Indeed, fulfilment is perhaps the ultimate intrinsic benefit of work: the following intrinsic factors are its contributory features.
Lots of animals experience boredom. It’s tempting to add that humans are particularly susceptible to it, but this may just be anthropocentrism.
What is clear is that evolution appears to have equipped us with a psychological drive to action. Most people, if they remain inactive for extended periods of time, slip into deep states of boredom with potentially serious psychological consequences.
Work challenges us. At its best, work provides us with physical and/or mental stimulation that we depend on psychologically. For this reason, more challenging forms of work (such as playing professional tennis, or software development) are likely to be closer to our best work than more sedentary, repetitive jobs, provided that they are within the bounds of our ability – i.e. are not so challenging that they cause distress.
Learning and development
When our work challenges us, we learn from it. Physically challenging work (within reason) strengthens our bodies, and mentally challenging work broadens our minds. The physical and psychological benefits of work are ends in their own right, but their impact on us enable us to enjoy our time outside of work more, and perhaps even prolong our lives.
For this reason, it is not uncommon to hear people cite length of time in a role served and a flattening of the learning curve as reasons to begin searching for new work. A person’s best work is likely, therefore, to be in a field where as they learn and grow, their scope to take on new challenges, and learn still more, expands accordingly.
Work can, and at its best should, be fun. James Suzman observes that part of the difficulty of even defining what “work” is lies in the fact that the distinction between work and leisure often depends on context: “to a commercial artist, drawing is work, but to millions of amateur artists it is a relaxing pleasure.”
Many software engineers are drawn to the field because of the innate enjoyment that can be taken from solving complex technical problems, and unpicking the inner workings of computers, smartphones and the apps they run. Our best work ought, therefore, to have a kernel of enjoyment at its core; a soft centre of genuine pleasure taken in the activity itself that alleviates the struggles and stresses that inherently emerge when we pour our hearts and souls into an endeavour.
Alain de Botton posits that work feels meaningful ‘whenever it allows us to generate delight or reduce suffering in others.’
Many forms of work have a positive impact on a specific person, groups of people, or society more broadly. Some forms of work – such as social care or charity work – are very directly socially beneficial, whereas others – such as writing code that powers restaurant PoS systems – are more commercially driven, whilst still deriving their commercial value from an improvement they make in people’s lives (in this instance, the working lives of restaurant staff and the dining experience of their customers.)
Some forms of work – such as credit card fraud or drug dealing – are generally regarded to have a negative social value and, as such, are outlawed. Such vocations both reduce delight and elevate suffering in their “customers.” Other forms of work are have their social value hotly contested; so, while industries like gambling are not banned outright, they are heavily regulated, and perceived by many workers as incompatible with their personal values (others, however, view the entertainment value provided to consenting adults as full social justification for the industry). This contested status of gambling perhaps stems from the fact that, while it frequently generates delight for its clientele, it can also greatly increase their suffering.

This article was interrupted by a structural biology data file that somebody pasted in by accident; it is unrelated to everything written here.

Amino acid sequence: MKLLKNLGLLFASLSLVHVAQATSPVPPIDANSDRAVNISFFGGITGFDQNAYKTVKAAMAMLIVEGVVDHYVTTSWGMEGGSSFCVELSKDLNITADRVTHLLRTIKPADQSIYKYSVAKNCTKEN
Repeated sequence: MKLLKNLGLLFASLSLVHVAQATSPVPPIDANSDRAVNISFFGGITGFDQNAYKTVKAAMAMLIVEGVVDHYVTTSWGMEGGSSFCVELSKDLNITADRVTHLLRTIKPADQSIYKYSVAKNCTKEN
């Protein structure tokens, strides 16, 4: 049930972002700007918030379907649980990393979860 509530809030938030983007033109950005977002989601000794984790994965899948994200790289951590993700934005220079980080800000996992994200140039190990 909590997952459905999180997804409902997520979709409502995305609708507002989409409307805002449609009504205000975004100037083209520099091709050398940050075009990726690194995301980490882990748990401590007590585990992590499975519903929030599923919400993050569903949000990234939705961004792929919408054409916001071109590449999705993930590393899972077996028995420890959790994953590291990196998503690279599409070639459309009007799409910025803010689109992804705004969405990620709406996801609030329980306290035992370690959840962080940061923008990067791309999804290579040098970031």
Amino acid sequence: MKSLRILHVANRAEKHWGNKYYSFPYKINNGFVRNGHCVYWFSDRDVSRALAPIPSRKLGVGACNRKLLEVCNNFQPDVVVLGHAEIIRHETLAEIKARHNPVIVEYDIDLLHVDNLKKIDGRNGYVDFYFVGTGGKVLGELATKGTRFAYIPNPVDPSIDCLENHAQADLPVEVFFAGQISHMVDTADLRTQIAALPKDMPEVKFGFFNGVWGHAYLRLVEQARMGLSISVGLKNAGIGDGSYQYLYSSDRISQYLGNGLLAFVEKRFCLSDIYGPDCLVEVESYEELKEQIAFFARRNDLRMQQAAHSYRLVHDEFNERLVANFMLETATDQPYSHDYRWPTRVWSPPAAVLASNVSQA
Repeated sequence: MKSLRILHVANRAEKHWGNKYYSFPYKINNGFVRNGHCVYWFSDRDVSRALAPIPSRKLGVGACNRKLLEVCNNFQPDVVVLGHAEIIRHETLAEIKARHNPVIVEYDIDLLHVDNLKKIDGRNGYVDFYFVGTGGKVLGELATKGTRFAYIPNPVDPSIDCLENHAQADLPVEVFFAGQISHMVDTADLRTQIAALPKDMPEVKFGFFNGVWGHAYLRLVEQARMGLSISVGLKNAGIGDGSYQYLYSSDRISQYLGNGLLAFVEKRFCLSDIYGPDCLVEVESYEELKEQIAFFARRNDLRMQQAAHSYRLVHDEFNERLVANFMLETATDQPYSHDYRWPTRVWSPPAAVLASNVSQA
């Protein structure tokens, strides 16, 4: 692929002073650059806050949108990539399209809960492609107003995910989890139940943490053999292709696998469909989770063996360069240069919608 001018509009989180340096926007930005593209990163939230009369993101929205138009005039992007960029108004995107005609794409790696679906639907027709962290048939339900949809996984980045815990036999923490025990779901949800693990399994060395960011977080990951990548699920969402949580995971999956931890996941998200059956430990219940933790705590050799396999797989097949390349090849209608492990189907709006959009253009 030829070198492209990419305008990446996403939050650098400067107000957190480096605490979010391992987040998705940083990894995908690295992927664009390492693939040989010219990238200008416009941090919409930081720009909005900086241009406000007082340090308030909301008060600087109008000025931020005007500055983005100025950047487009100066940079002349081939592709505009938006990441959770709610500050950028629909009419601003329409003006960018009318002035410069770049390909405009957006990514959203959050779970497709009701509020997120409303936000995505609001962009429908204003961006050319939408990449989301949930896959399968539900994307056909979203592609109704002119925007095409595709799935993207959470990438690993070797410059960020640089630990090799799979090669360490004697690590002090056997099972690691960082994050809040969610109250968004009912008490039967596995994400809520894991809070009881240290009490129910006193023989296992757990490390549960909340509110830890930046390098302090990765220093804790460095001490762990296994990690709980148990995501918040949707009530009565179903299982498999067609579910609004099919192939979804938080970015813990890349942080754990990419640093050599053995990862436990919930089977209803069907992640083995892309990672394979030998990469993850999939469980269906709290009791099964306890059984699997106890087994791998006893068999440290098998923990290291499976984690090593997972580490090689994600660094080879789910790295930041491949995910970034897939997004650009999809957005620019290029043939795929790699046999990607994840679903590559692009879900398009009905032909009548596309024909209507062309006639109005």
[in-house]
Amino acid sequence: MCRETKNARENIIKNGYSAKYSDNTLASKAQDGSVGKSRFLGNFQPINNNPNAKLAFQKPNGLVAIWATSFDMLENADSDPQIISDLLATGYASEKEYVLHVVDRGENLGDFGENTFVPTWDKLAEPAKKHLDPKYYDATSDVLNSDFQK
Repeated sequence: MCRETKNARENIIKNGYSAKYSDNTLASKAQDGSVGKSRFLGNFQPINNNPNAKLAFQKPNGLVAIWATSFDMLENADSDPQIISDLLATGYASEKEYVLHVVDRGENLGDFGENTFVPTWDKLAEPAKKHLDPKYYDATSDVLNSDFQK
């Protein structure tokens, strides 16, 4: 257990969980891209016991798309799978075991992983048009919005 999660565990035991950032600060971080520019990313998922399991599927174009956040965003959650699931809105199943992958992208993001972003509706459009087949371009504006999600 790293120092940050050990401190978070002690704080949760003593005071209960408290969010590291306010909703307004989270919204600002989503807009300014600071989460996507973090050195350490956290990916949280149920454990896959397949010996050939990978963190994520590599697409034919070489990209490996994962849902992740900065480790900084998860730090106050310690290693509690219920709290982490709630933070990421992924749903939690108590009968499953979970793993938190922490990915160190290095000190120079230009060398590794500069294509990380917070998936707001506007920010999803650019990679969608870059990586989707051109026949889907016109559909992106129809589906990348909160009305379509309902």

Whatever line of work you are in, it can help to reflect on the social value it provides, and to what extent this aligns with your own values. Or, in a more formulaic ‘do Bottonian” sense, the extent to which it either generates delight or reduces suffering.
It is, however, an observable phenomenon that work with high social impact tends to be poorly compensated, and that work which generates delight tends, on the whole, to pay better than work that reduces suffering. Film and sports stars are paid exponentially more than nurses and social workers. The creators of social networks, e-commerce giants and streaming platforms out-earn those of edtech or digital health services.
This alludes to one of the thorniest problems at the heart of theories of work itself: that over the course of the 20th Century, the “economic problem” posited by economist John Maynard Keynes (i.e., the scarcity of resources required for survival) has, as he predicted, been largely solved by Western capitalist economies, but that, contrary to his prediction, this hasn’t reduced the amount people in these economies work. If anything – given the greater participation in the workforce of women over the period, and a tendency towards longer working hours – the opposite has happened. Technology enables most of the West’s material requirements to be provided relatively cheaply, but we work harder than ever.
A balanced mix
The ingredients in the mixing pot that combine to create our best work fall into two categories: extrinsic factors such as money, prestige, and influence; and intrinsic factors that give us a sense of fulfilment, challenge, self-development, enjoyment, and of benefit to the society around us.
Balancing the precise mixture of these ingredients is a unique challenge for every individual. Some will be more motivated by money, others by power and influence. Some are disinterested in these entirely, and will gravitate towards work that has the greatest social impact over all other forms.
This essay is intended part as a checklist, but more as an invitation and guide to self-reflection; a sounding board against which feelings of disquiet and aspiration towards current and imagined lines of work can be compared, in the hope that more people the world over can find their own best work.Find personalised resources on cord
References and further reading
- de Botton, A. 2009. The Pleasures and Sorrows of Work
- Krznaric, R. 2102. How to Find Fulfilling Work
- Suzman, J. 2020 Work: A History of How We Spend Our Time